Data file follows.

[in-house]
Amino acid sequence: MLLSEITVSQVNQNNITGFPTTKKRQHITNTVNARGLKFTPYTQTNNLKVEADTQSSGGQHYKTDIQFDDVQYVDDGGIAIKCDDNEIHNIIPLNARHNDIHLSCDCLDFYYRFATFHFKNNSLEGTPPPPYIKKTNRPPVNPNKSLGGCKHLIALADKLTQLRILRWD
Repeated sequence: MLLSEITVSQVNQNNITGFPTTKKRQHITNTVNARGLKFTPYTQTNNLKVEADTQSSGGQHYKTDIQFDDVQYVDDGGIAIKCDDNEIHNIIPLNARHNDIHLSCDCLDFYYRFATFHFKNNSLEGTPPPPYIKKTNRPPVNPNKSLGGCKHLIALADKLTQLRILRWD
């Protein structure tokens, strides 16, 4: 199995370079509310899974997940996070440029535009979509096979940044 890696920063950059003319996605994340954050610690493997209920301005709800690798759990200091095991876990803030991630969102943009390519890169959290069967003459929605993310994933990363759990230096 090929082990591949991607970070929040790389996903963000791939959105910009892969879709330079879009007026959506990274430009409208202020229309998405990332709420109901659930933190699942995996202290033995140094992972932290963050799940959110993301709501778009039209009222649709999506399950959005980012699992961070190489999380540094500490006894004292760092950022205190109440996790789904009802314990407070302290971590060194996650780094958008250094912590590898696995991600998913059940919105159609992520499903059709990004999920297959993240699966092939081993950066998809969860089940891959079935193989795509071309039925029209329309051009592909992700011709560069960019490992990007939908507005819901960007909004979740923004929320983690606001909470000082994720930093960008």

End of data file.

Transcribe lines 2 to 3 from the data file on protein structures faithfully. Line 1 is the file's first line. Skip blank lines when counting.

Amino acid sequence: MLLSEITVSQVNQNNITGFPTTKKRQHITNTVNARGLKFTPYTQTNNLKVEADTQSSGGQHYKTDIQFDDVQYVDDGGIAIKCDDNEIHNIIPLNARHNDIHLSCDCLDFYYRFATFHFKNNSLEGTPPPPYIKKTNRPPVNPNKSLGGCKHLIALADKLTQLRILRWD
Repeated sequence: MLLSEITVSQVNQNNITGFPTTKKRQHITNTVNARGLKFTPYTQTNNLKVEADTQSSGGQHYKTDIQFDDVQYVDDGGIAIKCDDNEIHNIIPLNARHNDIHLSCDCLDFYYRFATFHFKNNSLEGTPPPPYIKKTNRPPVNPNKSLGGCKHLIALADKLTQLRILRWD